The handset’s dimensions are typical for folding phones - 85õ46õ22 mm; so it’s not that «slim», but that’s for the best as the device’s size is close to what many consider to be the classics of this form-factor. The handset weights 78 grams. Owing to carrying strap found in the sales package, the device can be carried in the hands or having bought the longer strap you can hang it around your neck. Substantially the device is sure to be regarded as a fancy accessory – this definition fits the handset’s image best. Holes for a carrying strap are located on the left on the upper rim.
The design elements used in device are unusual, let us examine the goldish trim closer, since it appears to be the most appealing one. The camera is rimmed with a plastic circle, alike with jewelry in style, but of course it is only plastic after all. Someone would complain about the cheapness of such solution, indeed it is, but if we are to evaluate the device in general you won’t notice that – this very tiny thing blends with the E500’s looks.
The leather framing is encircled with gold edging; it looks glossy and makes a good impression on the face of it. The same material is used in finishing of the numeric keys; the solution is somewhat similar to that used in Vertu-labeled phones. The navigation pad has much to offer, namely Swarovsky crystals; there are four of them - as many as push directions of the button. Owing to handset’s exterior being painted in brown rather than goldish, the trim of the E500 is a true eye-picker.
The left side houses the volume rocker switch, while the dedicated camera key is mounted on the right. The lower rim holds interface slot used for plugging in the headset. The slot is covered with a plastic flap attached to the casing.
The external display makes use of OLED technology, two lines, which are always on, are lit in blue there. They report on current time, network signal strength and battery status. The remaining part of the display has a resolution of 96õ80 pixels and is capable of showing up to 65K colors. The advantage of the screen is that the picture stays crisp and shard in the sun and doesn’t fade much as against STN- or TFT-powered displays. You can set your wallpaper as a screensaver for the external display, or can choose one of four variants of analog watch.
The device can be flipped open single-handedly seamlessly. The internal display offers a resolution of 176õ220 pixels (28õ34 mm), with 262K colors. It is similar to the one embedded in Samsung E720/E730 – another proof of the affinity between these models. The display is good at brightness and contrast and provides crisp image, but the resolution doesn’t live up to the age, most of products are being equipped with QVGA-display nowadays. Information is readable in the sun, nothing brings about critical problems. The display can retain up 8 text lines and 3 service ones.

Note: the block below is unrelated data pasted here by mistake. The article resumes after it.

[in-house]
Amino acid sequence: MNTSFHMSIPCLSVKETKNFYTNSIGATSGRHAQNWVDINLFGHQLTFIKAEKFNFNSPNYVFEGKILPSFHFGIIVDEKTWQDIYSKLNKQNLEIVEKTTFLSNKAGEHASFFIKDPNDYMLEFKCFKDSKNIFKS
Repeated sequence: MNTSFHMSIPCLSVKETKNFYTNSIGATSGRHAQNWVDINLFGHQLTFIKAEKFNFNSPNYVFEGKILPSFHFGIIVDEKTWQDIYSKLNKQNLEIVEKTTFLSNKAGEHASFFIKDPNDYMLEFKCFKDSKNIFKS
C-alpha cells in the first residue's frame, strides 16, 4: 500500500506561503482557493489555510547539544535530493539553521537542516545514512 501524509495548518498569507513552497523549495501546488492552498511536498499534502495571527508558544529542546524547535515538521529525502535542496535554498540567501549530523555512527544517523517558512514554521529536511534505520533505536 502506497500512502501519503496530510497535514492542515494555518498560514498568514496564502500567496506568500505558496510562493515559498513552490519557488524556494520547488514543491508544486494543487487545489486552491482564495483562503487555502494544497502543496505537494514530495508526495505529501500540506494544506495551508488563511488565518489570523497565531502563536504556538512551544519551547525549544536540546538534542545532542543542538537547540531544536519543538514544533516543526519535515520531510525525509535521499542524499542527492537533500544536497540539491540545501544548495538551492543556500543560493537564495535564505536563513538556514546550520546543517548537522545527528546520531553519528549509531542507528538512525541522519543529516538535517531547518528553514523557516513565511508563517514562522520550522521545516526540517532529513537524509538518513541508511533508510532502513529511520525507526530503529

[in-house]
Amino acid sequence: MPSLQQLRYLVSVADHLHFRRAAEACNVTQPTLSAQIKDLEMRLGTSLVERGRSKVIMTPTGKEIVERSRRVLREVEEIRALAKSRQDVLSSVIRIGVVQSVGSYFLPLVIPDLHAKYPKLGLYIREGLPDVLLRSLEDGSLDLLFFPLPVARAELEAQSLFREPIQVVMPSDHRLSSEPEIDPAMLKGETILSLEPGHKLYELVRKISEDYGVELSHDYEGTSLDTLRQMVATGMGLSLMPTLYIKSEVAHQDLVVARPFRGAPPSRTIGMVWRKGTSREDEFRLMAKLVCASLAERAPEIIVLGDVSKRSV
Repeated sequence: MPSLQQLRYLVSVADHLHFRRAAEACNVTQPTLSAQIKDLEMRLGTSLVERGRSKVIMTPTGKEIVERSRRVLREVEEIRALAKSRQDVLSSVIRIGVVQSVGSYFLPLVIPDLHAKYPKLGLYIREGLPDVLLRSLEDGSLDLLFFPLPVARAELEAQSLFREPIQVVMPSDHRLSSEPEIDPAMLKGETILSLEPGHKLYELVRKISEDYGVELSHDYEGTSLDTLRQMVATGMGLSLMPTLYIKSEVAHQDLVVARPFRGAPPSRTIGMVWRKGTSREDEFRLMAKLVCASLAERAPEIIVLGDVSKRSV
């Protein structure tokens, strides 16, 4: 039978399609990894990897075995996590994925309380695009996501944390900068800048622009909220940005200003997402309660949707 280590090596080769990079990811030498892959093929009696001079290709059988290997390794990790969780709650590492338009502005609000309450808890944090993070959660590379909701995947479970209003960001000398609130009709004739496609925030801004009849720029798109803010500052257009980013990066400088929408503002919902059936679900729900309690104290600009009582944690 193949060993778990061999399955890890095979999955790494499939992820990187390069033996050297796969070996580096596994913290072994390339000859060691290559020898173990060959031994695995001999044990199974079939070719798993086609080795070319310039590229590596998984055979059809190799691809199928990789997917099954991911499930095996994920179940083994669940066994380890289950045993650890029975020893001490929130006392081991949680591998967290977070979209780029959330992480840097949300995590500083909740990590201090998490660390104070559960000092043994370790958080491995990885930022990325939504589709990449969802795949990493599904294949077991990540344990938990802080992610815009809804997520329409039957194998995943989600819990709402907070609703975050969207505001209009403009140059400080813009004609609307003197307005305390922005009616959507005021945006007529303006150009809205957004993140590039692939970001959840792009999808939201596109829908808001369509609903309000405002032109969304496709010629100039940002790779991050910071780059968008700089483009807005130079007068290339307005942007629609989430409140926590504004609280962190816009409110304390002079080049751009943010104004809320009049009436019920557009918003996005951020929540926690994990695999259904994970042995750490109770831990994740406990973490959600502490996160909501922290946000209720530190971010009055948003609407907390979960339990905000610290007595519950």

The numeric keypad performs on average level convenience-wise – should you start typing speedy, finger sometimes won’t complete a press so you will have to return one step back to the missed key. That’s the result of the buttons being arranged in horizontal rows and having average stroke. The keyboard is lit in gold, which looks stylish (the backlight is actually white but owing to the buttons’ color it looks unusual).
The handset retains 800 mAh Li-Ion battery. As the manufacturer claims the device offers talk and standby times of 3 and 180 hours respectively. In conditions of Moscow networks the phone worked for about 3 days at 45 minutes of calls and up to 30 minutes of using other functions. Full recharging takes a bit more than 1.5 hours.
The model runs on SWIFT platform, which also points out the affinity with Samsung E730 and makes the devices close relatives (though the same goes for Samsung D500 and Samsung D600). Unlike the latest models by company, the E500 makes use of the old interface and menu layout, which hasn’t been modified. This implies that the handset had undergone long developing process and was bound to get released much earlier. By no means am I going to say that the current menu layout becomes obsolete morally and does not appeal to consumers today – it would prove wrong for such device as Samsung E500 is.
The main menu can be viewed only in a row of icons form, though all of them look stylish. All the submenus are represented as lists and shifting between the submenus is possible by pressing the left or right on the navi-pad. You can assign personal functions chosen from the list to the navi button. In general the menu division is quite logical and navigation is not a problem.
Shortcut number navigation is supported, but that’s not all options of menu navigation. You can bind three different applications from the list, offered by manufacturer (you will not be able to bind java applications). Leaning navi-key up will always activate My Menu, this is horizontal scroll with list of items. This list is identical to one for simple shortcuts.
Simple Search feature in the E500 has been replaced with fast calling up of extra functions, second-level shortcuts. It turns out that the navigation key gets bound up with user-customizable applications – for example you can type 0800 and press the navi-pad up, so that the Alarm Clock will start up and instantly get set to trigger off at 8 A.M. The right press brings up organizer focused on the short date submitted by you for the current year. Push it down and the calculator is at your service, the “left” allows sending a message to an entered number (acts in the same way as standard shortcuts, but in this case there is no need in selecting number – the very concept is the same, though it is turned inside out).